The opening period of the rehearsal process is a rigorous interrogation exercise where the text is forced to incriminate itself. If the author is alive and present, she is at best the text’s attorney; she must not be treated as a witness or accomplice. She will not be on stage with the actors opening night, they will be alone with the text. Question the text, together as a company and most importantly, listen to what the text actually says. The key question the director asks in this phase is “What do you think?” All too often you hear exactly the wrong leading question, “How did that feel?” In these early stages, any feelings the actors may have towards the text or their work is unreliable. Odds are they will feel stiff and clumsy and hesitant. You don’t ask someone about the view when they’re still in the train station. “What do you think?” allows the actors to use all of their intellect and common sense and experience to analyze and respond to a phrase or an argument or a line of thought. Like good interrogators or detectives, they can latch onto the smallest clue, the detail that can unlock the entire piece for them. It is important for the director to ask, listen and ask again, leading the investigation but not coming to or announcing any conclusions. This is a hard thing for a director to do, but an understanding of a production that has come out of consensus and the actor’s own discoveries is much more valuable and durable than one announced at the first rehearsal and doggedly prosecuted for four weeks. The director’s job should never be to convince anyone of anything, it should be to provide the opportunity for the text to reveal itself to the actors and for the actors to give themselves to the text. Directors are not surgeons, they are midwives. Question everything, question each other, but always go to the text for answers. Every answer is in the text.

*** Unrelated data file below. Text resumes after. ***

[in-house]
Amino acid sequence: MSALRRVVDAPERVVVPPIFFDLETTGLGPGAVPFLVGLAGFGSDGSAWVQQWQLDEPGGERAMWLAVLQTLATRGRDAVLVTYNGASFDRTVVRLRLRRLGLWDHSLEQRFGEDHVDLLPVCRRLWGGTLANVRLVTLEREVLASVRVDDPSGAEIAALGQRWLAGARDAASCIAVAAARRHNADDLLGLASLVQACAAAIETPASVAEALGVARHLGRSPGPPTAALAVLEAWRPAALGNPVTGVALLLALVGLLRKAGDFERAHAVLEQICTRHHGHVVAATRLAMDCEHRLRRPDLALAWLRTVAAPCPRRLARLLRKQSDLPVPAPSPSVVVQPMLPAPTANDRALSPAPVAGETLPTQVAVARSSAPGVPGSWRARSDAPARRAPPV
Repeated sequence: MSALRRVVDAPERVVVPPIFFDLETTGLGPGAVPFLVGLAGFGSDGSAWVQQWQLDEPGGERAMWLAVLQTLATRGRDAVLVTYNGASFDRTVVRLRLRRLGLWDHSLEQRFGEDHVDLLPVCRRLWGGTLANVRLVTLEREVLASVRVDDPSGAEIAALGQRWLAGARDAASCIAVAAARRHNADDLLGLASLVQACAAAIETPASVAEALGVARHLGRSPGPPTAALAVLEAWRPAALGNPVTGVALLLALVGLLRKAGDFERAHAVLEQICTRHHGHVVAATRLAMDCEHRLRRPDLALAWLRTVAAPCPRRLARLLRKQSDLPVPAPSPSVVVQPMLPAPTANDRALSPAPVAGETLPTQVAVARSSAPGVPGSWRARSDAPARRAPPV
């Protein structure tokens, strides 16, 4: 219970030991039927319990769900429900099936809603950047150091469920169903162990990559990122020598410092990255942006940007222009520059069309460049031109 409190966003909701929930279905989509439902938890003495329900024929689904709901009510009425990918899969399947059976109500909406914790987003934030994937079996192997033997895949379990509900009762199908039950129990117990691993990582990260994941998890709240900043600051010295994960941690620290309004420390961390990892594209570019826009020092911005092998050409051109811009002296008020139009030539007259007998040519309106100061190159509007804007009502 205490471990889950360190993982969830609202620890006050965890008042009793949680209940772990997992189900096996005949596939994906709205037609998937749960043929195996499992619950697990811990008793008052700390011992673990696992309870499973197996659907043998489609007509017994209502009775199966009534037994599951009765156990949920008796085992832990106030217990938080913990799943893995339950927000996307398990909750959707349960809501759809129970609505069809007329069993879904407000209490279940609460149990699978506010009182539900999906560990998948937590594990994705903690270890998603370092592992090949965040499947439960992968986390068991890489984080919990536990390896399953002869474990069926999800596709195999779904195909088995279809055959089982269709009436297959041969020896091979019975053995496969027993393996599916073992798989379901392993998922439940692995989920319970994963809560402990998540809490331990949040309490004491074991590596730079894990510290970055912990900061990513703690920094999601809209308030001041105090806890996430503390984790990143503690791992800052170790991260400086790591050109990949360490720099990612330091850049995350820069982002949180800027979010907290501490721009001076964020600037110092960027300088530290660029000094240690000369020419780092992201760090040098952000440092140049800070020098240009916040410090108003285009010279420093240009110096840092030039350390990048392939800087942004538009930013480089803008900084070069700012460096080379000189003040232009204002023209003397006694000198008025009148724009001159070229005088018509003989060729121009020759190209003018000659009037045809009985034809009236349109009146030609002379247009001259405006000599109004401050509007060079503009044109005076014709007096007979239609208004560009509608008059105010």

After a few sessions of open questioning and group discussion restlessness inevitably descends. The actors are tired of talking. The wise director agrees with them and lets them run at this point. The majority of the actual work of rehearsal: character definition, blocking, the first breaching of the arc of the play, is accomplished during this second period. The actors grow confident. The spirit of play and creation bounce around the room. The director can literally direct, steering the ensemble into and around the reefs and shoals of the text and always back towards the center of the play.